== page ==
Amoral, cunning, ruthless, and instructive, this multi-million-copy New York Times bestseller is the definitive manual for anyone interested in gaining, observing, or defending against ultimate control – from the author of The Laws of Human Nature.
In the book that People magazine proclaimed “beguiling” and “fascinating,” Robert Greene and Joost Elffers have distilled three thousand years of the history of power into 48 essential laws by drawing from the philosophies of Machiavelli, Sun Tzu, and Carl Von Clausewitz and also from the lives of figures ranging from Henry Kissinger to P.T. Barnum.
Some laws teach the need for prudence (“Law 1: Never Outshine the Master”), others teach the value of confidence (“Law 28: Enter Action with Boldness”), and many recommend absolute self-preservation (“Law 15: Crush Your Enemy Totally”). Every law, though, has one thing in common: an interest in total domination. In a bold and arresting two-color package, The 48 Laws of Power is ideal whether your aim is conquest, self-defense, or simply to understand the rules of the game.
Greene and Elffers have created an heir to Machiavelli's Prince, espousing principles such as, everyone wants more power; emotions, including love, are detrimental; deceit and manipulation are life's paramount tools. Anyone striving for psychological health will be put off at the start, but the authors counter, saying "honesty is indeed a power strategy," and "genuinely innocent people may still be playing for power." Amoral or immoral, this compendium aims to guide those who embrace power as a ruthless game, and will entertain the rest. Elffers's layout (he is identified as the co-conceiver and designer in the press release) is stylish, with short epigrams set in red at the margins. Each law, with such allusive titles as "Pose as a Friend, Work as a Spy," "Get Others to Do the Work for You, But Always Take the Credit," "Conceal Your Intentions," is demonstrated in four ways--using it correctly, failing to use it, key aspects of the law and when not to use it. Illustrations are drawn from the courts of modern and ancient Europe, Africa and Asia, and devious strategies culled from well-known personae: Machiavelli, Talleyrand, Bismarck, Catherine the Great, Mao, Kissinger, Haile Selassie, Lola Montes and various con artists of our century. These historical escapades make enjoyable reading, yet by the book's conclusion, some protagonists have appeared too many times and seem drained. Although gentler souls will find this book frightening, those whose moral compass is oriented solely to power will have a perfect vade mecum. BOMC and Money Book Club alternates. Author tour.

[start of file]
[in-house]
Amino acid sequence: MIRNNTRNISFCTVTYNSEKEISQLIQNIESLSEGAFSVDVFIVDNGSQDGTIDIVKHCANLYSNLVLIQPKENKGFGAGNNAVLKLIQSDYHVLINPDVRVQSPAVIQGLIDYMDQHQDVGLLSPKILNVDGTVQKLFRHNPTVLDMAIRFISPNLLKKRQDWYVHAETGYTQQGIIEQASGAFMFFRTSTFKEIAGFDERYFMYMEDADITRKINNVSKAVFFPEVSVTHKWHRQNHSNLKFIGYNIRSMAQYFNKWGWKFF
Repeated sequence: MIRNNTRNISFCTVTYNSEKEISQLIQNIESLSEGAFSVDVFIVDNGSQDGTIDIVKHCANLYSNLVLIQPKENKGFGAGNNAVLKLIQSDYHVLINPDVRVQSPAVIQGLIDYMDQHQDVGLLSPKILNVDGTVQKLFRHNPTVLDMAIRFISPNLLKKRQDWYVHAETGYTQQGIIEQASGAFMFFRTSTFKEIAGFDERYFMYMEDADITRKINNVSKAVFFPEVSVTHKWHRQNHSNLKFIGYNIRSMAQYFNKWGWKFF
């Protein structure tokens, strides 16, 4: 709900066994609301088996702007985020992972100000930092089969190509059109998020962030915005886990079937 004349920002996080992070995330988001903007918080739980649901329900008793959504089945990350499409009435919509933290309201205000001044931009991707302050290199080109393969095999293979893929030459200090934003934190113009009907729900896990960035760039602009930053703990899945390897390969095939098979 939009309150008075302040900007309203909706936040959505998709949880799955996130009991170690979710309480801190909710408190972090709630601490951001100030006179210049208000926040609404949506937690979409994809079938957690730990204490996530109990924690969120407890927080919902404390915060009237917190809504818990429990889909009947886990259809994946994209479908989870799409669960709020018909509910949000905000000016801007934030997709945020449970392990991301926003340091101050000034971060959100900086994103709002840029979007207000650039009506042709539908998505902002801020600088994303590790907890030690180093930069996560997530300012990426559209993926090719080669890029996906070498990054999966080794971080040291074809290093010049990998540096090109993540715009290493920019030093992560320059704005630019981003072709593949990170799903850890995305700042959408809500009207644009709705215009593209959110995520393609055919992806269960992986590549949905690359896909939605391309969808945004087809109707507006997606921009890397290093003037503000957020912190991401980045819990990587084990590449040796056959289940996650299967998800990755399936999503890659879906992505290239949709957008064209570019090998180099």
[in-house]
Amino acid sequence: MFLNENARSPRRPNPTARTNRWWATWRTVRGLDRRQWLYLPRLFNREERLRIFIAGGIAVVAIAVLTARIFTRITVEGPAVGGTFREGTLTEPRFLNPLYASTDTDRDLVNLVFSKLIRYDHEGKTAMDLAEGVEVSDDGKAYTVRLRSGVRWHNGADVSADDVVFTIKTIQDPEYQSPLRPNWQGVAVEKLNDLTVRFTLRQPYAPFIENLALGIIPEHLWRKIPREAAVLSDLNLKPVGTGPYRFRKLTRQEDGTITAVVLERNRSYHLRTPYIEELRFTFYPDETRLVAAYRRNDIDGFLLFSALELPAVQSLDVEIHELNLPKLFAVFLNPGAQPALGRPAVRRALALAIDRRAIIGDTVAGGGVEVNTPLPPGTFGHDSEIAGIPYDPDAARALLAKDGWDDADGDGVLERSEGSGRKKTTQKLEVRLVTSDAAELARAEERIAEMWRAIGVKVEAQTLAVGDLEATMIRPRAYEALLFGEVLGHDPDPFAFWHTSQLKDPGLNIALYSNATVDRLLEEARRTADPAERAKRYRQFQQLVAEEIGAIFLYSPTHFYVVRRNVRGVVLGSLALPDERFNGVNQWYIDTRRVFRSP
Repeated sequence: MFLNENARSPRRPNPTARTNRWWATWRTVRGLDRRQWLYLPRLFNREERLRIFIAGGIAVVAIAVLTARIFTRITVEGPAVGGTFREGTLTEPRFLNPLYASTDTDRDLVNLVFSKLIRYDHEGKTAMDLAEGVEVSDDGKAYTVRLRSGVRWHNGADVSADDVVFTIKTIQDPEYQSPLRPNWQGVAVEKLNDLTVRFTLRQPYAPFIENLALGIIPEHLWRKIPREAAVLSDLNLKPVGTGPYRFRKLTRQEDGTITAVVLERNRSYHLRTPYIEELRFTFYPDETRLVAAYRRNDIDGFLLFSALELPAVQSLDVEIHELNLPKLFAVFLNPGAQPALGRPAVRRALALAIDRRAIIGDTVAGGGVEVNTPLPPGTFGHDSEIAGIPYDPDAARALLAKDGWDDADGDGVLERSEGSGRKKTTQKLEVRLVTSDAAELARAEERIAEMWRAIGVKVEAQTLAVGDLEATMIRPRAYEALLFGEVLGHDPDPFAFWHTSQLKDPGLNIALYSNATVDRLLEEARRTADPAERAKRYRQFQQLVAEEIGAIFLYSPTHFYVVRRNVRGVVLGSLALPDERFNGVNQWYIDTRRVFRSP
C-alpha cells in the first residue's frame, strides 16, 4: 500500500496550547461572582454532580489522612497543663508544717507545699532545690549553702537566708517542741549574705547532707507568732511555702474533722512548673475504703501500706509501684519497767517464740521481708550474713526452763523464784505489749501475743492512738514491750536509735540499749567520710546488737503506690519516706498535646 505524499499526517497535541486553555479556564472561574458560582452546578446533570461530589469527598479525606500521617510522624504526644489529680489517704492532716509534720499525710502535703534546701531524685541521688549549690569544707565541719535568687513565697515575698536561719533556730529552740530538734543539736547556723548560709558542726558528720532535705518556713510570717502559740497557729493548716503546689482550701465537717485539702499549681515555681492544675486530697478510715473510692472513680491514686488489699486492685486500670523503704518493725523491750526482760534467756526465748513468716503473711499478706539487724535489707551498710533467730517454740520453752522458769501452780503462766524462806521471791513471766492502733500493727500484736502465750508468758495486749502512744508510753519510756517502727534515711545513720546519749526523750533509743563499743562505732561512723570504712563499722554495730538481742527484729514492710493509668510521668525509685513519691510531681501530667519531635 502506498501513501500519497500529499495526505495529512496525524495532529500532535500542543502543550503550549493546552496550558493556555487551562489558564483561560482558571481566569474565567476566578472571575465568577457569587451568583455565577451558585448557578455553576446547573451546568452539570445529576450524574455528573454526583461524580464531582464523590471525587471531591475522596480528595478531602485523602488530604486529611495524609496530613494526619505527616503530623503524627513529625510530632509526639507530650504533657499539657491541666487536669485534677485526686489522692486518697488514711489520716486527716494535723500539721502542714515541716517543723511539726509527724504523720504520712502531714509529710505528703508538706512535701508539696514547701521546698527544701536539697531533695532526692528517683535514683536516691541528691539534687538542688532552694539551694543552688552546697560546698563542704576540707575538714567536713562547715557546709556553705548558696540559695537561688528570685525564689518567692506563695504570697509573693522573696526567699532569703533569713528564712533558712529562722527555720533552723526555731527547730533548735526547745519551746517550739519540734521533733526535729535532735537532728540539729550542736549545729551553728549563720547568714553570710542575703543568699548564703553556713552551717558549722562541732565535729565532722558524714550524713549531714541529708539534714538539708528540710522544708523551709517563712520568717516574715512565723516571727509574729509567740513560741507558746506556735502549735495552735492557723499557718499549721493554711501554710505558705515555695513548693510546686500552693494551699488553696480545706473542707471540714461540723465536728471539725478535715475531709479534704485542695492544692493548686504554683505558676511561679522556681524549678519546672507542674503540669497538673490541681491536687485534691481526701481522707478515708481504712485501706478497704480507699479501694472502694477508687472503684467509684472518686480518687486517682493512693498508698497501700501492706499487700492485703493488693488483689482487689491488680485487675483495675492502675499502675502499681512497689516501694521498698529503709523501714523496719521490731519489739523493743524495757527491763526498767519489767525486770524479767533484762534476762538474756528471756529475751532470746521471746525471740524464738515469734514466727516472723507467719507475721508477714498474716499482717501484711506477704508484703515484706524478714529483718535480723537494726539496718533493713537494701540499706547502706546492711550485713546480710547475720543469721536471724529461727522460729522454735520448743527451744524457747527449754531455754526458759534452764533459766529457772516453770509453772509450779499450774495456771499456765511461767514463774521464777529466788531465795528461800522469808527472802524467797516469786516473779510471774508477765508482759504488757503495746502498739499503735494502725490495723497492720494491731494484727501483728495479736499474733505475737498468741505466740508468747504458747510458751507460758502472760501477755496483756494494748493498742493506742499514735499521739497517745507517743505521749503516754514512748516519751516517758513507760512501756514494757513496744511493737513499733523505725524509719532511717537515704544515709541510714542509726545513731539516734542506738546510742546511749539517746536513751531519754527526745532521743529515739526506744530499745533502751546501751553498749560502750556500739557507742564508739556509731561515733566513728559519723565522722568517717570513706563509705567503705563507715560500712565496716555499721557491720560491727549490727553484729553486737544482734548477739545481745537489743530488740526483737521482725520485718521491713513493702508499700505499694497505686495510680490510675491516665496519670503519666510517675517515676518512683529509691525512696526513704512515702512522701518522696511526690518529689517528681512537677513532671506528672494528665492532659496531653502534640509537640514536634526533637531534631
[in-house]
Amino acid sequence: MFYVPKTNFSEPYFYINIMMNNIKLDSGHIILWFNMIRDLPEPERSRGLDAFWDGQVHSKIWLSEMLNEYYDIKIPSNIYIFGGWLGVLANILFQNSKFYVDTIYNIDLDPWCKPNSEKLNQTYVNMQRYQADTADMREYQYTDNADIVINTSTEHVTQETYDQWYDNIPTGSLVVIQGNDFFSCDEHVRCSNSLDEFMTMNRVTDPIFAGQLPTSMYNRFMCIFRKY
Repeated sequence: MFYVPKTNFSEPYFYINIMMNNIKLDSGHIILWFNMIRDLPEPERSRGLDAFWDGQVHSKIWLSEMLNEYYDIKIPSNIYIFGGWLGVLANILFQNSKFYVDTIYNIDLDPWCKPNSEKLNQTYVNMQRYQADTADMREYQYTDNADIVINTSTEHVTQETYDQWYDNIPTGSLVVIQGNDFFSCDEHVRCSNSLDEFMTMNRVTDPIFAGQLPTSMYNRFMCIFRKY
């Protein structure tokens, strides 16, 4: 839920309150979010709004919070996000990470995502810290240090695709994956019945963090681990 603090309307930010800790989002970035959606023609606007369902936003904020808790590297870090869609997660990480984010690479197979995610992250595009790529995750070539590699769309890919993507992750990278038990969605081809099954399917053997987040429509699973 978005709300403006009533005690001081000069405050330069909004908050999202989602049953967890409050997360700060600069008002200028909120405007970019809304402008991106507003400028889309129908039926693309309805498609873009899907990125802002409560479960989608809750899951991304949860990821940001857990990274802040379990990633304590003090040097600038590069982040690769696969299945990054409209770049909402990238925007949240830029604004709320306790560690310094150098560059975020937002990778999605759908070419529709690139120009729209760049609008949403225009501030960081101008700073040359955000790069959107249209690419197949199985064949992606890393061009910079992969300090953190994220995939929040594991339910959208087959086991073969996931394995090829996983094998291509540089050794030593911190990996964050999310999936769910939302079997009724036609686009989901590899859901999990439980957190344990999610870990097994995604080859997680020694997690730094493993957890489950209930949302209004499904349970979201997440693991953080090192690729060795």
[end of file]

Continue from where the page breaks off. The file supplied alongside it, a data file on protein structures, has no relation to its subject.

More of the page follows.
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A must read
Pay no mind to those who argue that Greens’s book is a how-to for sharks and ruthless people. The core idea behind 48 Laws of Power is that people are motivated for personal gain. Everyone. Some are better practitioners, but even fewer are those who recognize it in the actions of others. This book stands up well to repeated reading. Indispensible when you’re first joining the workforce, you’ll find new insight reding this in your 40s and 50s in understanding how people work and why they do what they do.
Listening to one of the Laws just helpe-me so much!
I am so happy to have acess to this book. It teaches me how to stand up for myself and come up as a winner. I have allways wanted to understand human nature see beyond apparences from a psychosocial view regarding power, this book does just that it is a must read. Like every Robert Greene book, it has give me solutions and answers to many questions I had. I think better since I began reading his books, life is hopeful I fear nothing!
Does anyone of you know if I get the 48 Laws of Power here from Itunes. Will it be in MP3 so I can listen to it anywhere?